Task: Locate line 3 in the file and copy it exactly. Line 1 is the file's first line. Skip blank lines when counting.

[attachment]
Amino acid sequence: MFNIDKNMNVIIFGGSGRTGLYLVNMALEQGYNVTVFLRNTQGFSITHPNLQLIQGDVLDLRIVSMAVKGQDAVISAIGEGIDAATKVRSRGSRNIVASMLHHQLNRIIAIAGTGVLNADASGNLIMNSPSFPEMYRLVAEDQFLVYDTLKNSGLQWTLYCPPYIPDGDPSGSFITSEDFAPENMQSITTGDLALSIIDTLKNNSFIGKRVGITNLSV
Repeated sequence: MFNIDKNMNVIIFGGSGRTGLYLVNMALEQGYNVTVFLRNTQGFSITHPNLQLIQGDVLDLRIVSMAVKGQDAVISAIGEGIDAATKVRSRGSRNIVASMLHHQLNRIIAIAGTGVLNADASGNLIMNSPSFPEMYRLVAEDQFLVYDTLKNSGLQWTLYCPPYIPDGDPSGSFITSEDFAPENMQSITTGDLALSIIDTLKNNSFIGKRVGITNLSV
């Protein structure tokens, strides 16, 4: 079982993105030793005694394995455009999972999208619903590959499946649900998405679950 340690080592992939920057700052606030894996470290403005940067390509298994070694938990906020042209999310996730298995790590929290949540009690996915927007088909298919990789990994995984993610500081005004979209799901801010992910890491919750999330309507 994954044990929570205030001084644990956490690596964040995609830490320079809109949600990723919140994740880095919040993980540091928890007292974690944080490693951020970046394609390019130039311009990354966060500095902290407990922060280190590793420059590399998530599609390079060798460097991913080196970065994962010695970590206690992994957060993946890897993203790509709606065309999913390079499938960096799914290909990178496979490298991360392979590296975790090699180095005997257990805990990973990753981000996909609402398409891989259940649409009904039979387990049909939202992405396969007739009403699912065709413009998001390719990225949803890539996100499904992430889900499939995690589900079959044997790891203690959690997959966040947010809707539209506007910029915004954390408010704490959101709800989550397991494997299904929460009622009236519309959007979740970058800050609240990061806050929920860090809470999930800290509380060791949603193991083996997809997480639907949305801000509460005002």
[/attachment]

């Protein structure tokens, strides 16, 4: 079982993105030793005694394995455009999972999208619903590959499946649900998405679950 340690080592992939920057700052606030894996470290403005940067390509298994070694938990906020042209999310996730298995790590929290949540009690996915927007088909298919990789990994995984993610500081005004979209799901801010992910890491919750999330309507 994954044990929570205030001084644990956490690596964040995609830490320079809109949600990723919140994740880095919040993980540091928890007292974690944080490693951020970046394609390019130039311009990354966060500095902290407990922060280190590793420059590399998530599609390079060798460097991913080196970065994962010695970590206690992994957060993946890897993203790509709606065309999913390079499938960096799914290909990178496979490298991360392979590296975790090699180095005997257990805990990973990753981000996909609402398409891989259940649409009904039979387990049909939202992405396969007739009403699912065709413009998001390719990225949803890539996100499904992430889900499939995690589900079959044997790891203690959690997959966040947010809707539209506007910029915004954390408010704490959101709800989550397991494997299904929460009622009236519309959007979740970058800050609240990061806050929920860090809470999930800290509380060791949603193991083996997809997480639907949305801000509460005002």